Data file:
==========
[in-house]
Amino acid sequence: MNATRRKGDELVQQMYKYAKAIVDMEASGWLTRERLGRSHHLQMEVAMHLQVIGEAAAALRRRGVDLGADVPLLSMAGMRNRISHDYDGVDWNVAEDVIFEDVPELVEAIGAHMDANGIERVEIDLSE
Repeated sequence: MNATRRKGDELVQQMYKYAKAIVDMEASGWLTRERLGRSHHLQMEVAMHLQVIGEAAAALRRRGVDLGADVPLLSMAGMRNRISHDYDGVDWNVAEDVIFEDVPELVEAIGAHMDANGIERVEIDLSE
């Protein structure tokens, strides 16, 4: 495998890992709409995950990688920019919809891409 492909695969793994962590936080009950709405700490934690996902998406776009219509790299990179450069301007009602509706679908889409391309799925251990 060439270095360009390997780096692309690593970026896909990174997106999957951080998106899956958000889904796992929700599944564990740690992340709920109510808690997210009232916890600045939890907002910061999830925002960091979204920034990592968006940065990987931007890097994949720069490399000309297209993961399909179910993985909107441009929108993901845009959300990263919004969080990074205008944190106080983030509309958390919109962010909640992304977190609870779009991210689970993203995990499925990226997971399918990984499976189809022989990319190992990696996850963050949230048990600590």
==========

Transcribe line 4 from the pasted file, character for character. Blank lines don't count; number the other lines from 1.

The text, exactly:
């Protein structure tokens, strides 16, 4: 495998890992709409995950990688920019919809891409 492909695969793994962590936080009950709405700490934690996902998406776009219509790299990179450069301007009602509706679908889409391309799925251990 060439270095360009390997780096692309690593970026896909990174997106999957951080998106899956958000889904796992929700599944564990740690992340709920109510808690997210009232916890600045939890907002910061999830925002960091979204920034990592968006940065990987931007890097994949720069490399000309297209993961399909179910993985909107441009929108993901845009959300990263919004969080990074205008944190106080983030509309958390919109962010909640992304977190609870779009991210689970993203995990499925990226997971399918990984499976189809022989990319190992990696996850963050949230048990600590």